The Importance of Sharing Your Passions

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It’s becoming a bit of an evening ritual now. The girls were recently given guitars for their birthdays. Last year their Dad started learning and every time he goes to practice two, three, or four little people quickly follow. Sitting close by his side, listening, asking questions, having a turn.

Miss 7 was the first to ask if he could teach her how to play, followed by Miss 5. And now after dinner and baths, they gravitate to the guitars and ask to learn more. Seated on the floor in front and listening intently they practice and laugh and share precious time together.

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It might look unusual from the outside, considering we’re an unschooling family. Doesn’t that mean we don’t directly teach them? That’s true, unless it’s what the child has asked for.

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As unschoolers we have no curriculum and they learn what they want to learn, when they want to learn it. Unschooling is definitely about following the child. But more than that, unschooling is a relationship. And a relationship goes both ways. Just as they share what they are learning with us, we share our passions with them. If we want our children to grow into inspired adults with a lifelong love of learning, let’s show them what that looks like!

Sharing common interests is a great opportunity to nurture connection, encourage positive family rituals, and expose children to new ideas. Here’s a few things to keep in mind to make sure it’s a positive experience…

Let them get involved.

Sometimes our hobbies are great ‘me’ time and that’s fine! But let your kids see you pursuing your interests sometimes too. Their natural curiosity and desire to spend time with you will often have them wanting to know more. Be prepared for questions and little hands wanting to try too.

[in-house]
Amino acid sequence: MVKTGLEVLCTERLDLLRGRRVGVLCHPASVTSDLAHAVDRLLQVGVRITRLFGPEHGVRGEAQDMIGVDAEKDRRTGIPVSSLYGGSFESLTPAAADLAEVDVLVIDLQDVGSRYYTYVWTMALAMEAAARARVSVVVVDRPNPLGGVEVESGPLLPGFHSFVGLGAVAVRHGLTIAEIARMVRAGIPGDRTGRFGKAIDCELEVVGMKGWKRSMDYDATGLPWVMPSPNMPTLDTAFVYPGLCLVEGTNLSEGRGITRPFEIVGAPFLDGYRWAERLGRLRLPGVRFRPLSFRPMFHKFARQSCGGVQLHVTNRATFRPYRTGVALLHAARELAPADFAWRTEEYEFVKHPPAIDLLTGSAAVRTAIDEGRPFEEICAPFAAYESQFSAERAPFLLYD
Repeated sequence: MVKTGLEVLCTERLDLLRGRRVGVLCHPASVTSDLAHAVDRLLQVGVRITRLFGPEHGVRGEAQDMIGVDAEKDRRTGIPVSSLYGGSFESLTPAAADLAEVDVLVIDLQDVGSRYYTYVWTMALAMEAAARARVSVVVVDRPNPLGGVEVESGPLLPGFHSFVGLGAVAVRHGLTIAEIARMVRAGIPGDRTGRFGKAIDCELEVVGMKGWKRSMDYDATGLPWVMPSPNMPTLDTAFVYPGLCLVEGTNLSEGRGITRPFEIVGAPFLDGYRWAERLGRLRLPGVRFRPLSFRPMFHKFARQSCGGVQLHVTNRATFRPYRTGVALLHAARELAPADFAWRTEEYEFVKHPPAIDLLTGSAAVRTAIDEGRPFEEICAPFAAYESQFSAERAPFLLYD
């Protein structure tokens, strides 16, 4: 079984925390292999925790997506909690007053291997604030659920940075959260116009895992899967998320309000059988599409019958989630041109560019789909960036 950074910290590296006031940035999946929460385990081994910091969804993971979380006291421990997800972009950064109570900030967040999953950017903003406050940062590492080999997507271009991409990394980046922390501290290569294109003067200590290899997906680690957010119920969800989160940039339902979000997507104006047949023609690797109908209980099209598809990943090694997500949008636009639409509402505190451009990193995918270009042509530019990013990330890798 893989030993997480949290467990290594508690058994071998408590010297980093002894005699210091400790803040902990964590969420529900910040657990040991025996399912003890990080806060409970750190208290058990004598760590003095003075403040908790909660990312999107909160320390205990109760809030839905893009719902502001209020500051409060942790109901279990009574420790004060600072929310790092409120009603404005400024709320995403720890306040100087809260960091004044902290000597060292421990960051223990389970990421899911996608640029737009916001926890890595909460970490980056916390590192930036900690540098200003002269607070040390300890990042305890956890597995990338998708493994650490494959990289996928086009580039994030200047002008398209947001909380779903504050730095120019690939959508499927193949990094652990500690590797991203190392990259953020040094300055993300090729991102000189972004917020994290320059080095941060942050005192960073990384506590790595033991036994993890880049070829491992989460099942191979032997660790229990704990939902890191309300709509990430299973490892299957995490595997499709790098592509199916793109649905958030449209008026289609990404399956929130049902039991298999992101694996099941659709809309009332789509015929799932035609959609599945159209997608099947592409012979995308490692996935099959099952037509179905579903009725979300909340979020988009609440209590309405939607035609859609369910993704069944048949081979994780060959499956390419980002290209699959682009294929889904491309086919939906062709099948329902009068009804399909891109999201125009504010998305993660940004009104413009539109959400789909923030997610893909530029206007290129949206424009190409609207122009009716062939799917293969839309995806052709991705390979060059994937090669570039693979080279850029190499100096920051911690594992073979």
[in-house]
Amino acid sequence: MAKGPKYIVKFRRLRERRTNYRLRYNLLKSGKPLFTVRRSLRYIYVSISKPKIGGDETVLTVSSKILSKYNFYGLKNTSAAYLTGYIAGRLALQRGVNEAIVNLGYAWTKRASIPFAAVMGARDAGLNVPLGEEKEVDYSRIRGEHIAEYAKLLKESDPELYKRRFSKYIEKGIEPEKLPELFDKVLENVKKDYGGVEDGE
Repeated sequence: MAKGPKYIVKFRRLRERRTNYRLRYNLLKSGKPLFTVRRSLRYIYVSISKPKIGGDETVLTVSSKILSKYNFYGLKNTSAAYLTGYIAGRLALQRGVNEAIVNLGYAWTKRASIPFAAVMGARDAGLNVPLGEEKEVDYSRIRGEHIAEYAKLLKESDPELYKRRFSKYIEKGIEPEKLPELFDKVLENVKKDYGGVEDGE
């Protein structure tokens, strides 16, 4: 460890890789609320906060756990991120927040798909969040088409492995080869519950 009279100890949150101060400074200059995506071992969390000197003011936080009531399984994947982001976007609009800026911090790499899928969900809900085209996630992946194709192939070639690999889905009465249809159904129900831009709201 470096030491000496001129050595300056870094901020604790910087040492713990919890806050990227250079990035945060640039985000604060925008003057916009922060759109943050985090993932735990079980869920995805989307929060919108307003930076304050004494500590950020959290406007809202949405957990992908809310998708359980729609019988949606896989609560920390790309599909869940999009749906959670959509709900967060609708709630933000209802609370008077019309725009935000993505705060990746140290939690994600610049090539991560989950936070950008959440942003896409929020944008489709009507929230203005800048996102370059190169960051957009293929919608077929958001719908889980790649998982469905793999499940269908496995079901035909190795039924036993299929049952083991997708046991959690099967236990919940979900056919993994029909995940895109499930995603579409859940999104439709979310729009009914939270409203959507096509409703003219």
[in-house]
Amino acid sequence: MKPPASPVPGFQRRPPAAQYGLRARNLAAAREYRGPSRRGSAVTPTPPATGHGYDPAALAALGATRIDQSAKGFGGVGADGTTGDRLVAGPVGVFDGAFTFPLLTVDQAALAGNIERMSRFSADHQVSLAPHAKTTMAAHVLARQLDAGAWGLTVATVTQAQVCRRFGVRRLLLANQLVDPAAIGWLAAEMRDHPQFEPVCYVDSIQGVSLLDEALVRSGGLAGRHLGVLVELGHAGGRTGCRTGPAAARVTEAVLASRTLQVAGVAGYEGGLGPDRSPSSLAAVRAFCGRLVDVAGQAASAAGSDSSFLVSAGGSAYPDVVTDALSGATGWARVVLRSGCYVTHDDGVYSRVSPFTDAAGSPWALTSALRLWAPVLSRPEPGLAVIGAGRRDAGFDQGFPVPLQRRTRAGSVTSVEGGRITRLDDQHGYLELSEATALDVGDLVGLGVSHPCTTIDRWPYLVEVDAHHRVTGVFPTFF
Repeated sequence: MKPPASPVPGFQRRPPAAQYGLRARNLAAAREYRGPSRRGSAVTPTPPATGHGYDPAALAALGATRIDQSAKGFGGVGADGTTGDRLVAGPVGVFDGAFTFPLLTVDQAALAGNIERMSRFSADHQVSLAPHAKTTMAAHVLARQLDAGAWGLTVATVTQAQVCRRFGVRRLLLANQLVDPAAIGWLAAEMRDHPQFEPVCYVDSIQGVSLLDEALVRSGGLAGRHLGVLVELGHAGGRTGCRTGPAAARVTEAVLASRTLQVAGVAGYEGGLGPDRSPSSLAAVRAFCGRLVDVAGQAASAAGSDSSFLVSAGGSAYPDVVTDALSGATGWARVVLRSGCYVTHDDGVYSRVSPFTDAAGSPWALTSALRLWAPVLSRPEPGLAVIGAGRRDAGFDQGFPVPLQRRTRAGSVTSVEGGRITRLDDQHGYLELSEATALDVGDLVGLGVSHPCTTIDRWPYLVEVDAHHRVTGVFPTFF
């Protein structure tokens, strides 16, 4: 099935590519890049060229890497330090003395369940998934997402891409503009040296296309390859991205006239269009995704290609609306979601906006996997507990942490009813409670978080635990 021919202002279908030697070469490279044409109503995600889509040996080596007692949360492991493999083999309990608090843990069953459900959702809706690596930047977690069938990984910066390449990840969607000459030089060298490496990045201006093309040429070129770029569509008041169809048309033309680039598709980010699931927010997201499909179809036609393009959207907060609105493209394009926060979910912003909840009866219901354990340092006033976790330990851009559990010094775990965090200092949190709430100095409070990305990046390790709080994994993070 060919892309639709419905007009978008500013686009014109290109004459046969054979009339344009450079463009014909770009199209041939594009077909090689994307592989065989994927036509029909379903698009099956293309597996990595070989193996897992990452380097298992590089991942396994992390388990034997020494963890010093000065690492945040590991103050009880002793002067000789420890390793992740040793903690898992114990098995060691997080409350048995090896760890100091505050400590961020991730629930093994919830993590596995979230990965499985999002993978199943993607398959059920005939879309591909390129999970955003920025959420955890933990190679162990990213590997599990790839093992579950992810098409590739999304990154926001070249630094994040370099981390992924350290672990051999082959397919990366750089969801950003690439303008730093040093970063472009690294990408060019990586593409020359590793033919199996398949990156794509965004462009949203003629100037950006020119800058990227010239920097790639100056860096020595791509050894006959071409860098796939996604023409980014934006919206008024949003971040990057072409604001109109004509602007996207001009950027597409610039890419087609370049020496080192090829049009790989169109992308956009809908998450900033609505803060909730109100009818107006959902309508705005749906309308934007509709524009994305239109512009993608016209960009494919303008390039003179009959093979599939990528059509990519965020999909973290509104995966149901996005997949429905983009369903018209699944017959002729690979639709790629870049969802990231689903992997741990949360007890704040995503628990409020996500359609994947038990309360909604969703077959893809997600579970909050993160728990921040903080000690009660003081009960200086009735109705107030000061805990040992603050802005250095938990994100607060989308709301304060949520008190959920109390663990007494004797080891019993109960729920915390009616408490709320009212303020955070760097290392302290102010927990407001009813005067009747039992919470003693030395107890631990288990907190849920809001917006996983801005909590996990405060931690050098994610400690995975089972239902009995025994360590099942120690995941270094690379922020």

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Don’t go overboard.

It is exciting when we get to share our interests with our kids! We love to pass on our knowledge. But don’t start planning lessons at the first sign of a curious glance. Let them ask the questions. Launching into detailed explanations and instructions they haven’t asked for yet is a sure way to put them off. Go at their pace.

Encourage effort.

Be encouraging and supportive! Instead of empty praise like ‘good job’ that turns the focus from accomplishment to pleasing you, encourage effort instead. ‘I can see you’re trying really hard’.

It’s ok if they’re not interested.

And of course, try not to be offended if they’re not that keen on getting involved. Everyone likes different things!

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Most importantly, enjoy yourself. As parents we are our children’s biggest role models. We can show them what passion, dedication, and learning look like. We can welcome their curiosity and share our joy and knowledge with them. And we can laugh and congratulate them when they show us the impressive blisters they’re working on developing from all that guitar practice.